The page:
We agree with the trial judge and view the case here as being controlled by the Patent Scaffolding holding.2 When Sandy's negotiated the original lease with the property owners, it agreed to assume full liability for any damage to the building caused by fire. Sandy's then contracted with Highlands to insure against that precise liability. When CFS agreed to sublease the building, it also contracted to assume liability for fire damage. But since there was no privity of contract between CFS and the building owners, CFS's obligation was in essence the same as Highlands: a contractual obligation to indemnify Sandy's in the event Sandy's was forced to compensate the building owners. As was the case in Patent Scaffolding, no contractual provision or public policy gives to Highlands an equitable position superior to that of CFS.3 Accordingly, Highlands cannot recover the amount of the entire loss of Great American.
Highland's Right to Equitable Contribution
Although concluding subrogation was inapplicable, the Patent Scaffolding court did not fail to recognize “the basic injustice that eventually one of the [indemnitors] may have to bear the entire loss.” (256 Cal.App.2d at p. 516, 64 Cal.Rptr. 187.) The court, however, went on to suggest a remedy:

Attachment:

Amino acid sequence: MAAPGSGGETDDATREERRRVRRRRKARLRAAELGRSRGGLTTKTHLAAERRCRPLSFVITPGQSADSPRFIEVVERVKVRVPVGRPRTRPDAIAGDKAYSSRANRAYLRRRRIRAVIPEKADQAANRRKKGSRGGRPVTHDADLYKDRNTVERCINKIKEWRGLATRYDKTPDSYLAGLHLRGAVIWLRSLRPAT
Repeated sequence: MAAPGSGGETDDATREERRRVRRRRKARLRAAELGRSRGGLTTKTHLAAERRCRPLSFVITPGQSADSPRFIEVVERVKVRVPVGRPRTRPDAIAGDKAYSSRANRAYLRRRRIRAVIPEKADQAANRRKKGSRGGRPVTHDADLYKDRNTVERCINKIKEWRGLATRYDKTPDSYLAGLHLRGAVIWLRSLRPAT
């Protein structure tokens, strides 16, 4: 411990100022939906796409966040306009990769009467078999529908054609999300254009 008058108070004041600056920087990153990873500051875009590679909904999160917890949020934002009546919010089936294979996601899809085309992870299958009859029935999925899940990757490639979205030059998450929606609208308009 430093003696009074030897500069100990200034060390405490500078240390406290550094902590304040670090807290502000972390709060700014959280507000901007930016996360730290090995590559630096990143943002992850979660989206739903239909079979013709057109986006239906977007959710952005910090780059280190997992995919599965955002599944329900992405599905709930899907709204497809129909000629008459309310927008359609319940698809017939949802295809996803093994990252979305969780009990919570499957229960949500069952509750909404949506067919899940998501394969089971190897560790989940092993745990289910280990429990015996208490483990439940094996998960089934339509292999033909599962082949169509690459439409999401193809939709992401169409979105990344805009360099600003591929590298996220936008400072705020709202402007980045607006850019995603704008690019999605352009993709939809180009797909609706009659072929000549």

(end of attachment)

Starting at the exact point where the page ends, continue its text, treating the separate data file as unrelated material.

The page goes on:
“The answer probably lies in the fact that all parties below approached the problem on an ‘all-or-nothing’ basis. Had the insurers claimed equitable contribution rather than equitable subrogation, and had they succeeded in establishing what kind and amount of insurance coverage would have satisfied Simpson's contractual obligation, they may have succeeded in bringing themselves within the principle established in Continental Cas. Co. v. Zurich Ins. Co. (1961) 57 Cal.2d 27, 35–38 [17 Cal.Rptr. 12, 366 P.2d 455]. The equitable-contribution principle requires an equitable distribution of the loss among those who share liability for it.” (Id., at p. 517, 64 Cal.Rptr. 187.)
The equitable contribution doctrine enunciated in Continental Cas. Co. v. Zurich Ins. Co. (1961) 57 Cal.2d 27, 17 Cal.Rptr. 12, 366 P.2d 455 is based on the common sense notion that where two indemnitors share equal contractual responsibility for a loss, the selection of which indemnitor is to bear the loss should not be left to the sometimes arbitrary choice of the loss claimant. (See Patent Scaffolding, supra, 256 Cal.App.2d at p. 516, 64 Cal.Rptr. 187.) More importantly, the indemnitor should not be given the incentive to avoid paying a just claim in hopes that the claimant will obtain payment from the co-indemnitor.4 (See Continental Cas. Co. v. Zurich Ins. Co., supra, 57 Cal.2d at p. 37, 17 Cal.Rptr. 12, 366 P.2d 455.)